In the modern world stress is something that is negatively affecting millions of people. Although it is a natural drive that has the potential to give us the vigour and focus to move towards the fulfillment of our greatest dreams, in many people it has created an unbalanced energy in the body, which has interfered directly with the quality of their life.
In most common cases, the source of unmanageable stress is the excessive and persistent stimulation of adrenaline in the sympathetic nervous system,which prepares the body for intense physical activity, brought about by the pursuit of a demanding lifestyle and constant co-existing worries concerning the pressures of work, family, personal ambitions and cultural expectations.
If this powerful innate force were able to be controlled, it would be fine, as we both need, and could utilise, stress to reach our goals in life. The problem is that when it takes over and becomes an energy bigger than we can control, we run the risk of getting stuck in endless, paralysing, cycles of flight, fight and freeze responses, which are no longer employed (or resolved) in the manner that they were evolved in our species to do so.
The human brain developed millions of year ago during a period of scarcity, and stress was necessary for three main factors; to search for food, to reproduce and to protect us from external attack from stronger animals. We have survived as a species for a long time, and we may have this important factor in our body to thank for it. However, in contemporary civilisations, none of these things today tend to be something that demand stimulation of adrenaline, but the body keeps producing a high amount of adrenaline because it is necessary for it to function as a whole. Additionally, the nervous system responds to the internal world (thoughts, memories, and feelings) as seriously as it does to concrete threats in the environment.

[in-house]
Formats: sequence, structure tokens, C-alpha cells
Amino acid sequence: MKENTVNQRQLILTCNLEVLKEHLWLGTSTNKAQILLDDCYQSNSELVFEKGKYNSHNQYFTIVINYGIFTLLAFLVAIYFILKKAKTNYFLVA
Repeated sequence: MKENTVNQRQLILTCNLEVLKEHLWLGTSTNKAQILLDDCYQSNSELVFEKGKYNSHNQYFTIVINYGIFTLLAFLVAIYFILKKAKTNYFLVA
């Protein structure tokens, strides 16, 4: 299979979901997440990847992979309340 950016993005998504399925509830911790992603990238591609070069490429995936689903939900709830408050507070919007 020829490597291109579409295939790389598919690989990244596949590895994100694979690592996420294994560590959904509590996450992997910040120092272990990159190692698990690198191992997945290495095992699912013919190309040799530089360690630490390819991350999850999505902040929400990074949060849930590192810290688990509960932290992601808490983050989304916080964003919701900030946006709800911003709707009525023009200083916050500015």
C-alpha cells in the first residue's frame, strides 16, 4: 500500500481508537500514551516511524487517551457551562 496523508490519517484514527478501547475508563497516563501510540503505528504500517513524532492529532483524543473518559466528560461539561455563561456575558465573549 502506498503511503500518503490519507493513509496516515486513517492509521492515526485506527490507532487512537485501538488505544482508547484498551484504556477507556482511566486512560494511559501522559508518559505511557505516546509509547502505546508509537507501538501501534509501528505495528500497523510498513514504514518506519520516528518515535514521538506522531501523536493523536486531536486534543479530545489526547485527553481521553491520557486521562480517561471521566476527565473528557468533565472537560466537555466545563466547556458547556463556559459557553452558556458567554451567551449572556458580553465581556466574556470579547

So, if your body won’t stop producing adrenaline, and if you keep constantly stimulating it with uncontrollable thoughts (especially fear based thoughts) life can become unbearable, and even more important, when you really need it, to make things happen in your life that really matter to you, you may find yourself the victim of stress rather than, like the symbol of a rider on his horse, the possessor of an incredible source of power and energy.
The question is, how to utilise it when you need it and how to manage it, when you don’t want to have it, as for example, when you want to sleep, or simply enjoy time with your family and friends.
Luckily for us, nature is perfect and well balanced, and the body is always seeking to restore homeostasis. We also have the parasympathetic nervous system, which is responsible for relaxing the body and inhibiting or slowing many high energy functions.
Some immediate things that remedy this:
Aerobic exercise (especially resistance training, like running and cycling)
A healthy sex life
Avoid mind and mood altering substances (be careful that your “happy-hour” isn’t a sign of an addiction, making your body reliant on drugs to function)
Eat food that reduces inflammation in the body
At the DeRose Method we know the potential of stress and we know how to manage it effectively. Our practices are built on ancient philosophies which explored human potential, and aimed to evolve our incredible species to meet the challenges of a changing world.
We utilise eight key techniques that transform the physical, mental, emotional and intuitional being of the practitioner. Three of these eight are particularly important in the positive management, and utilisation, of stress; breathing techniques, relaxation exercises and concentration/meditation.